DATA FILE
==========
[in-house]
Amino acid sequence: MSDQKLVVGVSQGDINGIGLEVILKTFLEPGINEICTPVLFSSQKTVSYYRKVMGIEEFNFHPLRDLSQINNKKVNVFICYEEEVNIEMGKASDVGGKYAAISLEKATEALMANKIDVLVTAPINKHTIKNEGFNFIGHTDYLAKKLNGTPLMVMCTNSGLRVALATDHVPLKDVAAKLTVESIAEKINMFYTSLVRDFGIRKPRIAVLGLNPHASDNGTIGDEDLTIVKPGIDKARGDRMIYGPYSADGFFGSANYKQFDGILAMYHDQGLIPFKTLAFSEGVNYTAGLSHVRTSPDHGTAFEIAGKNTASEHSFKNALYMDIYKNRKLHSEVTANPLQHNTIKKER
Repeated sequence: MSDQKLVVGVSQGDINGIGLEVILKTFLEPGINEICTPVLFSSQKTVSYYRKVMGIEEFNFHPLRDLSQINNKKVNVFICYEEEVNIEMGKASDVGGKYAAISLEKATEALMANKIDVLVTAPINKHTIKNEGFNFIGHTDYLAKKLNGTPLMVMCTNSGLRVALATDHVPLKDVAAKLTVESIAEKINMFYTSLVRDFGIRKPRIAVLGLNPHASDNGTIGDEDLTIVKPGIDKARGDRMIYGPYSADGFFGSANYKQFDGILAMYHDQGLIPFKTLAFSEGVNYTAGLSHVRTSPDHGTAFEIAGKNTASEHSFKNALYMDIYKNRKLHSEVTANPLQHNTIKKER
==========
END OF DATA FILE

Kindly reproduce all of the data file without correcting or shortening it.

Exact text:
[in-house]
Amino acid sequence: MSDQKLVVGVSQGDINGIGLEVILKTFLEPGINEICTPVLFSSQKTVSYYRKVMGIEEFNFHPLRDLSQINNKKVNVFICYEEEVNIEMGKASDVGGKYAAISLEKATEALMANKIDVLVTAPINKHTIKNEGFNFIGHTDYLAKKLNGTPLMVMCTNSGLRVALATDHVPLKDVAAKLTVESIAEKINMFYTSLVRDFGIRKPRIAVLGLNPHASDNGTIGDEDLTIVKPGIDKARGDRMIYGPYSADGFFGSANYKQFDGILAMYHDQGLIPFKTLAFSEGVNYTAGLSHVRTSPDHGTAFEIAGKNTASEHSFKNALYMDIYKNRKLHSEVTANPLQHNTIKKER
Repeated sequence: MSDQKLVVGVSQGDINGIGLEVILKTFLEPGINEICTPVLFSSQKTVSYYRKVMGIEEFNFHPLRDLSQINNKKVNVFICYEEEVNIEMGKASDVGGKYAAISLEKATEALMANKIDVLVTAPINKHTIKNEGFNFIGHTDYLAKKLNGTPLMVMCTNSGLRVALATDHVPLKDVAAKLTVESIAEKINMFYTSLVRDFGIRKPRIAVLGLNPHASDNGTIGDEDLTIVKPGIDKARGDRMIYGPYSADGFFGSANYKQFDGILAMYHDQGLIPFKTLAFSEGVNYTAGLSHVRTSPDHGTAFEIAGKNTASEHSFKNALYMDIYKNRKLHSEVTANPLQHNTIKKER